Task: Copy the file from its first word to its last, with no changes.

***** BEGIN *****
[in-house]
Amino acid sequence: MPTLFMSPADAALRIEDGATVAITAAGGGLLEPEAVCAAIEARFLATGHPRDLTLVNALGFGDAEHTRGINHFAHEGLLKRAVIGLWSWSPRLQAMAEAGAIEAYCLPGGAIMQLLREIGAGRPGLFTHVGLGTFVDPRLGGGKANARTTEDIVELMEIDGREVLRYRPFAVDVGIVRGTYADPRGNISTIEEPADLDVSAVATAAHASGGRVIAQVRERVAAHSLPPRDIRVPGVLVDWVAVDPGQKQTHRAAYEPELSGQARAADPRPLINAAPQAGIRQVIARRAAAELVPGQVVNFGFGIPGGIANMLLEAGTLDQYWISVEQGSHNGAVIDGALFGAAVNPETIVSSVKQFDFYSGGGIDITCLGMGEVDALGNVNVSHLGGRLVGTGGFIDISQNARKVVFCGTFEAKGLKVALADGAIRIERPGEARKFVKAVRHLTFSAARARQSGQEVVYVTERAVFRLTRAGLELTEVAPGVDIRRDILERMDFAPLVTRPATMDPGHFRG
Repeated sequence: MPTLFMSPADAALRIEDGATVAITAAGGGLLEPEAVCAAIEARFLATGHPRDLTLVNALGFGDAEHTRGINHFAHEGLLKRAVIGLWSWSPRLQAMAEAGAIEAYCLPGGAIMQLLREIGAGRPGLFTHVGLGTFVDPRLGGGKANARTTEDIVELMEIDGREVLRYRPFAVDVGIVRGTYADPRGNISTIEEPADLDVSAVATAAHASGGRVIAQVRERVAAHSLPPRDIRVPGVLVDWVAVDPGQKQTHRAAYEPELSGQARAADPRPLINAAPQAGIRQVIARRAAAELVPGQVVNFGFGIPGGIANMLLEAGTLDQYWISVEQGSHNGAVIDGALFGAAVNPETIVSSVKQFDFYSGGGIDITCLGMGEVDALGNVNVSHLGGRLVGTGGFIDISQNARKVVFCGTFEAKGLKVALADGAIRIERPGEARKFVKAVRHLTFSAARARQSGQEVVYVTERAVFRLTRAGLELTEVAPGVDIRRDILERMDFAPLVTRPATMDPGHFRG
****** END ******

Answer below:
[in-house]
Amino acid sequence: MPTLFMSPADAALRIEDGATVAITAAGGGLLEPEAVCAAIEARFLATGHPRDLTLVNALGFGDAEHTRGINHFAHEGLLKRAVIGLWSWSPRLQAMAEAGAIEAYCLPGGAIMQLLREIGAGRPGLFTHVGLGTFVDPRLGGGKANARTTEDIVELMEIDGREVLRYRPFAVDVGIVRGTYADPRGNISTIEEPADLDVSAVATAAHASGGRVIAQVRERVAAHSLPPRDIRVPGVLVDWVAVDPGQKQTHRAAYEPELSGQARAADPRPLINAAPQAGIRQVIARRAAAELVPGQVVNFGFGIPGGIANMLLEAGTLDQYWISVEQGSHNGAVIDGALFGAAVNPETIVSSVKQFDFYSGGGIDITCLGMGEVDALGNVNVSHLGGRLVGTGGFIDISQNARKVVFCGTFEAKGLKVALADGAIRIERPGEARKFVKAVRHLTFSAARARQSGQEVVYVTERAVFRLTRAGLELTEVAPGVDIRRDILERMDFAPLVTRPATMDPGHFRG
Repeated sequence: MPTLFMSPADAALRIEDGATVAITAAGGGLLEPEAVCAAIEARFLATGHPRDLTLVNALGFGDAEHTRGINHFAHEGLLKRAVIGLWSWSPRLQAMAEAGAIEAYCLPGGAIMQLLREIGAGRPGLFTHVGLGTFVDPRLGGGKANARTTEDIVELMEIDGREVLRYRPFAVDVGIVRGTYADPRGNISTIEEPADLDVSAVATAAHASGGRVIAQVRERVAAHSLPPRDIRVPGVLVDWVAVDPGQKQTHRAAYEPELSGQARAADPRPLINAAPQAGIRQVIARRAAAELVPGQVVNFGFGIPGGIANMLLEAGTLDQYWISVEQGSHNGAVIDGALFGAAVNPETIVSSVKQFDFYSGGGIDITCLGMGEVDALGNVNVSHLGGRLVGTGGFIDISQNARKVVFCGTFEAKGLKVALADGAIRIERPGEARKFVKAVRHLTFSAARARQSGQEVVYVTERAVFRLTRAGLELTEVAPGVDIRRDILERMDFAPLVTRPATMDPGHFRG